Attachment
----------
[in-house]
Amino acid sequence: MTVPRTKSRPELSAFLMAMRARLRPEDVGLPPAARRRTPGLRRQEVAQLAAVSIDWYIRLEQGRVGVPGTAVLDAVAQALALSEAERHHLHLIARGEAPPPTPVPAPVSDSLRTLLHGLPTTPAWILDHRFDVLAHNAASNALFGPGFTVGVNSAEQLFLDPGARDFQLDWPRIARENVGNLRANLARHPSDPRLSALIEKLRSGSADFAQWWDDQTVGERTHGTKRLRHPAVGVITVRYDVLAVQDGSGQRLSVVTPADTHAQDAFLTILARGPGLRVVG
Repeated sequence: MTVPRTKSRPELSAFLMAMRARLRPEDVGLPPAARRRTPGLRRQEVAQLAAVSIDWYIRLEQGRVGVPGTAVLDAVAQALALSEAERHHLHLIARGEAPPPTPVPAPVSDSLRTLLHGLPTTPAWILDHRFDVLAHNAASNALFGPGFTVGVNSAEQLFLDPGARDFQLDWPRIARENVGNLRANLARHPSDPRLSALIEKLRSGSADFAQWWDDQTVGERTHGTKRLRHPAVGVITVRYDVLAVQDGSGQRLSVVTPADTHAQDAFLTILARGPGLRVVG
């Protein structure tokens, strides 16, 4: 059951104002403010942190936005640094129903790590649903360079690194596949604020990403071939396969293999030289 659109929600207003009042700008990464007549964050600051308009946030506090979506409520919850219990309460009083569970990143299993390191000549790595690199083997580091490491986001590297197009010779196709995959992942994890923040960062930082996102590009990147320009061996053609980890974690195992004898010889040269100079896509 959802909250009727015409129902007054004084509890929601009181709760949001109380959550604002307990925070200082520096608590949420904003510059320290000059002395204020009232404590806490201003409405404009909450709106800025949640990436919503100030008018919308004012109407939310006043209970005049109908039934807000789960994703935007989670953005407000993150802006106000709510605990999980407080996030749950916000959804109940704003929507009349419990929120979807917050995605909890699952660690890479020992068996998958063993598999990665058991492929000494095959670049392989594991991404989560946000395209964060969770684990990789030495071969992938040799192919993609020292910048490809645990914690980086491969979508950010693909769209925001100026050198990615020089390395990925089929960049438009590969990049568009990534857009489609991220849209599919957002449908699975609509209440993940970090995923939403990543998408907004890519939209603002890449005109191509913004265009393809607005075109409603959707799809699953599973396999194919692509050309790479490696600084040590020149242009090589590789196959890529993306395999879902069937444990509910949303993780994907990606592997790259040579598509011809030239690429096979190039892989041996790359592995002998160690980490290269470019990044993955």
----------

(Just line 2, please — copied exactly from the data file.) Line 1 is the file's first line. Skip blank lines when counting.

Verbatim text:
Amino acid sequence: MTVPRTKSRPELSAFLMAMRARLRPEDVGLPPAARRRTPGLRRQEVAQLAAVSIDWYIRLEQGRVGVPGTAVLDAVAQALALSEAERHHLHLIARGEAPPPTPVPAPVSDSLRTLLHGLPTTPAWILDHRFDVLAHNAASNALFGPGFTVGVNSAEQLFLDPGARDFQLDWPRIARENVGNLRANLARHPSDPRLSALIEKLRSGSADFAQWWDDQTVGERTHGTKRLRHPAVGVITVRYDVLAVQDGSGQRLSVVTPADTHAQDAFLTILARGPGLRVVG